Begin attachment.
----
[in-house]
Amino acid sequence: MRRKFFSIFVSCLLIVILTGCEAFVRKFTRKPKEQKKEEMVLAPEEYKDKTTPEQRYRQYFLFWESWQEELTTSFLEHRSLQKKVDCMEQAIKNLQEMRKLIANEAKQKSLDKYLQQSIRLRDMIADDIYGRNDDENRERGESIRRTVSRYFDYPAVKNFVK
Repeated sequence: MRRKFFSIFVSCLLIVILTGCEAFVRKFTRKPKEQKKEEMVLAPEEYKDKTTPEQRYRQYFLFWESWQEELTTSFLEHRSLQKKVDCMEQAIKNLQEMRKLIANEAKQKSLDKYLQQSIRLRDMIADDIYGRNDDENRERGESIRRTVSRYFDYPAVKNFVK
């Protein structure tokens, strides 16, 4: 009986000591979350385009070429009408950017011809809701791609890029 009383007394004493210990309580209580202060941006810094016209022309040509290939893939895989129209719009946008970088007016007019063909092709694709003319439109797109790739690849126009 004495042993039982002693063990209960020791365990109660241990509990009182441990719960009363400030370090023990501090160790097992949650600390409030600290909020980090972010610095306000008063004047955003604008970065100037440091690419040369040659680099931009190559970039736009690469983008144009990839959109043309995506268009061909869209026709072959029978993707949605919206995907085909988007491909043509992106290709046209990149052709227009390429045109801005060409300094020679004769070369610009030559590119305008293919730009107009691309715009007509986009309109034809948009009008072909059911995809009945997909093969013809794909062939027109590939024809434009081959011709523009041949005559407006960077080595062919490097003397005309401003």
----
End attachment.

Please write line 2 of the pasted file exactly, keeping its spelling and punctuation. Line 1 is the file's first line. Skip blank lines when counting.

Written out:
Amino acid sequence: MRRKFFSIFVSCLLIVILTGCEAFVRKFTRKPKEQKKEEMVLAPEEYKDKTTPEQRYRQYFLFWESWQEELTTSFLEHRSLQKKVDCMEQAIKNLQEMRKLIANEAKQKSLDKYLQQSIRLRDMIADDIYGRNDDENRERGESIRRTVSRYFDYPAVKNFVK